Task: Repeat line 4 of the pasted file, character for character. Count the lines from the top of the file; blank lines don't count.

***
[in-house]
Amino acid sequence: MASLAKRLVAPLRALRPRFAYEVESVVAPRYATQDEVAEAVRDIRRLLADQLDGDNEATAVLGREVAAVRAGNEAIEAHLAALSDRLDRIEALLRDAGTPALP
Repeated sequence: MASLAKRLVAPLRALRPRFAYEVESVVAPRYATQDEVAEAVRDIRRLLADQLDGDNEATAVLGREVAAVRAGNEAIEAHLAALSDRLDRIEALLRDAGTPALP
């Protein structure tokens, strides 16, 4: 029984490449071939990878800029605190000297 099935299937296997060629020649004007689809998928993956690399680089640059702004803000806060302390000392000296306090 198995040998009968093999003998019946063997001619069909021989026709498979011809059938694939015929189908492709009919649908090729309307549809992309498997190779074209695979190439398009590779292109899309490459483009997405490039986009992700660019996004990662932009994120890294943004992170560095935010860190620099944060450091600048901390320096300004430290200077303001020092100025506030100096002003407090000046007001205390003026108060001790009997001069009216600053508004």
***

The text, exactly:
């Protein structure tokens, strides 16, 4: 029984490449071939990878800029605190000297 099935299937296997060629020649004007689809998928993956690399680089640059702004803000806060302390000392000296306090 198995040998009968093999003998019946063997001619069909021989026709498979011809059938694939015929189908492709009919649908090729309307549809992309498997190779074209695979190439398009590779292109899309490459483009997405490039986009992700660019996004990662932009994120890294943004992170560095935010860190620099944060450091600048901390320096300004430290200077303001020092100025506030100096002003407090000046007001205390003026108060001790009997001069009216600053508004």